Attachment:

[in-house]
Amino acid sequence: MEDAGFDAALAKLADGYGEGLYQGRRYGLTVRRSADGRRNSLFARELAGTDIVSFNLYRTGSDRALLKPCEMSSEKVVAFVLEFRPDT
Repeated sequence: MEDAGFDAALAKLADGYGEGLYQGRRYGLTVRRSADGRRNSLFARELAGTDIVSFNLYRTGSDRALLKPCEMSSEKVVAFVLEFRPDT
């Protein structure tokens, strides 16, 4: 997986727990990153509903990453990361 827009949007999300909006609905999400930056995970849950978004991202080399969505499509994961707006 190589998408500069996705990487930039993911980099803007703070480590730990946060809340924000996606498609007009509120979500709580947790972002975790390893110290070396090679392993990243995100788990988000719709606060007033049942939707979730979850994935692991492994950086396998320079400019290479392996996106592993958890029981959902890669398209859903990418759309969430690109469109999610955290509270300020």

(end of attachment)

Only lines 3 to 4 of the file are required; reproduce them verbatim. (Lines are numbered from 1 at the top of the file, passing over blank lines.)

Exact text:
Repeated sequence: MEDAGFDAALAKLADGYGEGLYQGRRYGLTVRRSADGRRNSLFARELAGTDIVSFNLYRTGSDRALLKPCEMSSEKVVAFVLEFRPDT
């Protein structure tokens, strides 16, 4: 997986727990990153509903990453990361 827009949007999300909006609905999400930056995970849950978004991202080399969505499509994961707006 190589998408500069996705990487930039993911980099803007703070480590730990946060809340924000996606498609007009509120979500709580947790972002975790390893110290070396090679392993990243995100788990988000719709606060007033049942939707979730979850994935692991492994950086396998320079400019290479392996996106592993958890029981959902890669398209859903990418759309969430690109469109999610955290509270300020």